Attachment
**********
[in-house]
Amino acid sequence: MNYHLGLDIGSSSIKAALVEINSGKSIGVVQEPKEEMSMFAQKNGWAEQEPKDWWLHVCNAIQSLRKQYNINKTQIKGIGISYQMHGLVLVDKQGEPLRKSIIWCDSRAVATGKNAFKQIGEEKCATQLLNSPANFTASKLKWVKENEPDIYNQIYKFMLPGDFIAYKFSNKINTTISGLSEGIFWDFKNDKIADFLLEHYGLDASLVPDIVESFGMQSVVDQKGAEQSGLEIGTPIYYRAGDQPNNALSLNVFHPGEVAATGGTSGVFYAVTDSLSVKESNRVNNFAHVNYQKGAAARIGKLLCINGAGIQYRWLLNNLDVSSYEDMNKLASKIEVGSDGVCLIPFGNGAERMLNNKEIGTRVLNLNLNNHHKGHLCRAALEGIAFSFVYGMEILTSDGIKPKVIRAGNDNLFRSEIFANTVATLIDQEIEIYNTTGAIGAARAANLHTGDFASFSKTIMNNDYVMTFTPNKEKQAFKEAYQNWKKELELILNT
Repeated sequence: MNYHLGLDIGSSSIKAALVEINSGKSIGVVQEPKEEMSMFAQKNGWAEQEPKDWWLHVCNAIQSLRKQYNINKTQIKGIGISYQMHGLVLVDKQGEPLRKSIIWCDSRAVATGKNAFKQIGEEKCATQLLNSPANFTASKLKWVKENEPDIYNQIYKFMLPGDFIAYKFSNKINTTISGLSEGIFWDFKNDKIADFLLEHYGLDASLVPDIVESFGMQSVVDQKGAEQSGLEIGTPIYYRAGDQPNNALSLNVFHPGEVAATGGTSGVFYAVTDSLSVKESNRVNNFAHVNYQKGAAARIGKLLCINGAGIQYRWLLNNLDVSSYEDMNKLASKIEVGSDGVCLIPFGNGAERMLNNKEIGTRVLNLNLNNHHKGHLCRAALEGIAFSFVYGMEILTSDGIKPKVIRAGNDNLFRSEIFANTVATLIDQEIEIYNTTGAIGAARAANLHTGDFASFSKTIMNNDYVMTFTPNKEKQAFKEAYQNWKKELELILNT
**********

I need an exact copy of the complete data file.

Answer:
[in-house]
Amino acid sequence: MNYHLGLDIGSSSIKAALVEINSGKSIGVVQEPKEEMSMFAQKNGWAEQEPKDWWLHVCNAIQSLRKQYNINKTQIKGIGISYQMHGLVLVDKQGEPLRKSIIWCDSRAVATGKNAFKQIGEEKCATQLLNSPANFTASKLKWVKENEPDIYNQIYKFMLPGDFIAYKFSNKINTTISGLSEGIFWDFKNDKIADFLLEHYGLDASLVPDIVESFGMQSVVDQKGAEQSGLEIGTPIYYRAGDQPNNALSLNVFHPGEVAATGGTSGVFYAVTDSLSVKESNRVNNFAHVNYQKGAAARIGKLLCINGAGIQYRWLLNNLDVSSYEDMNKLASKIEVGSDGVCLIPFGNGAERMLNNKEIGTRVLNLNLNNHHKGHLCRAALEGIAFSFVYGMEILTSDGIKPKVIRAGNDNLFRSEIFANTVATLIDQEIEIYNTTGAIGAARAANLHTGDFASFSKTIMNNDYVMTFTPNKEKQAFKEAYQNWKKELELILNT
Repeated sequence: MNYHLGLDIGSSSIKAALVEINSGKSIGVVQEPKEEMSMFAQKNGWAEQEPKDWWLHVCNAIQSLRKQYNINKTQIKGIGISYQMHGLVLVDKQGEPLRKSIIWCDSRAVATGKNAFKQIGEEKCATQLLNSPANFTASKLKWVKENEPDIYNQIYKFMLPGDFIAYKFSNKINTTISGLSEGIFWDFKNDKIADFLLEHYGLDASLVPDIVESFGMQSVVDQKGAEQSGLEIGTPIYYRAGDQPNNALSLNVFHPGEVAATGGTSGVFYAVTDSLSVKESNRVNNFAHVNYQKGAAARIGKLLCINGAGIQYRWLLNNLDVSSYEDMNKLASKIEVGSDGVCLIPFGNGAERMLNNKEIGTRVLNLNLNNHHKGHLCRAALEGIAFSFVYGMEILTSDGIKPKVIRAGNDNLFRSEIFANTVATLIDQEIEIYNTTGAIGAARAANLHTGDFASFSKTIMNNDYVMTFTPNKEKQAFKEAYQNWKKELELILNT